A publication of the Archaeological Institute of America
Off The Grid
Volume 64 Number 4, July/August 2011
The Atacama Desert of northern Chile is mostly known as one of the driest places on the planet and for being home to several major astronomical observatories. It was also home to the Atacama people, who established an advanced pre-Columbian society in the parched region. Intrepid desert adventurers can learn more about how they did it from the largely unknown site of Topain, according to archaeologist Diego Salazar of the University of Chile. The town was settled between A.D. 1000 and 1200 and inhabited until the Inca conquest in the sixteenth century. Though it was ignored for decades, archaeological excavations are now showing how special the site is, Salazar says.
The site Topain contains the remains of more than 100 habitation structures that seem to have included underground storage and burials. But what's truly fascinating about the site is how its residents managed their scarce water supplies through complex agro-hydraulic systems. These systems of stone canals, dams, aqueducts, and rumimoqos (holding ponds), which are impeccably preserved, carried water from sources several miles away and were necessary for the highly complex society and agriculture. Another site nearby, Paniri, is thought to have the same kind of agro-hydraulic system—possibly even larger—though it has not yet been studied. Salazar says this work will start soon in collaboration with the local Aquina people, who consider the sites sacred.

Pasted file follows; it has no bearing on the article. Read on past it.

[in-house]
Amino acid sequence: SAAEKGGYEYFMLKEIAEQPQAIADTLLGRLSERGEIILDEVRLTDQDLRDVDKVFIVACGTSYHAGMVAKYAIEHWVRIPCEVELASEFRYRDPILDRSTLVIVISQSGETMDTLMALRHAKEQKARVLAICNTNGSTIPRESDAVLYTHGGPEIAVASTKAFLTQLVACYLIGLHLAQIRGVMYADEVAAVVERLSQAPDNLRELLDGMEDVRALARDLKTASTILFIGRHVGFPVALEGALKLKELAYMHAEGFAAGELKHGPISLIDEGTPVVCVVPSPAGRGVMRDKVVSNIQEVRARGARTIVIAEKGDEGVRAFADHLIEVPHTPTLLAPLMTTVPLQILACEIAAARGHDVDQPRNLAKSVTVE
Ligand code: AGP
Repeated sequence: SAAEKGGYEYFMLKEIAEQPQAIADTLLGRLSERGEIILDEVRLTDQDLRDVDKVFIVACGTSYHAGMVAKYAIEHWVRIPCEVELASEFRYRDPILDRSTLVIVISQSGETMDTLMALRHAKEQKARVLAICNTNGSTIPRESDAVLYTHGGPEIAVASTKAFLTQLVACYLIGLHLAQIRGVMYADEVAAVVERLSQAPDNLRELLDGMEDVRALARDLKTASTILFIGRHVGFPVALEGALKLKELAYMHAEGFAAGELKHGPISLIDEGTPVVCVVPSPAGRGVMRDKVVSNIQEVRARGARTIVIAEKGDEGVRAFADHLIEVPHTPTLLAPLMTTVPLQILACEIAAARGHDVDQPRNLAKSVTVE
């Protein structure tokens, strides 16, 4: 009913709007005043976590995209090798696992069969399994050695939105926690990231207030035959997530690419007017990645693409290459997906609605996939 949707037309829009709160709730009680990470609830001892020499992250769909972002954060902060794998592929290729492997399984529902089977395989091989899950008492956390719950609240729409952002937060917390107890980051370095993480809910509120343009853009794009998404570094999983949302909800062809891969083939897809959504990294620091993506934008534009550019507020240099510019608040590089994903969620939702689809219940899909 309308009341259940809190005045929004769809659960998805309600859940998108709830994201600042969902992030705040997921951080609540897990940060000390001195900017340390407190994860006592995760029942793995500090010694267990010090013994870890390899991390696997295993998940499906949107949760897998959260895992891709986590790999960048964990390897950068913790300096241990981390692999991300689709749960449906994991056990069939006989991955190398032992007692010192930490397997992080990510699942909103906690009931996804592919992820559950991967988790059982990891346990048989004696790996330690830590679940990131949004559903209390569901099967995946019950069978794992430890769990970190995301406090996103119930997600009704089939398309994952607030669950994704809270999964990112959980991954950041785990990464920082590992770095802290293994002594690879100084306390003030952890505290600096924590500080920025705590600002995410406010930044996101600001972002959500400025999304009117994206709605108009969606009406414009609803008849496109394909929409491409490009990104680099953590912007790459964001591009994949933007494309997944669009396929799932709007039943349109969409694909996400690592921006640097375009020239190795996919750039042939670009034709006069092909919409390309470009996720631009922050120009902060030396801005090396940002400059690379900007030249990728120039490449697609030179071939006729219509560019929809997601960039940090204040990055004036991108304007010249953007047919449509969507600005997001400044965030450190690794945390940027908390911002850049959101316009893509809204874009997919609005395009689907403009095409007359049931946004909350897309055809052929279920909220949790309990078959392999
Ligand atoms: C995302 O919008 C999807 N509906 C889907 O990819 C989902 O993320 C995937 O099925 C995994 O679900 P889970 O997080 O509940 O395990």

While you're in the region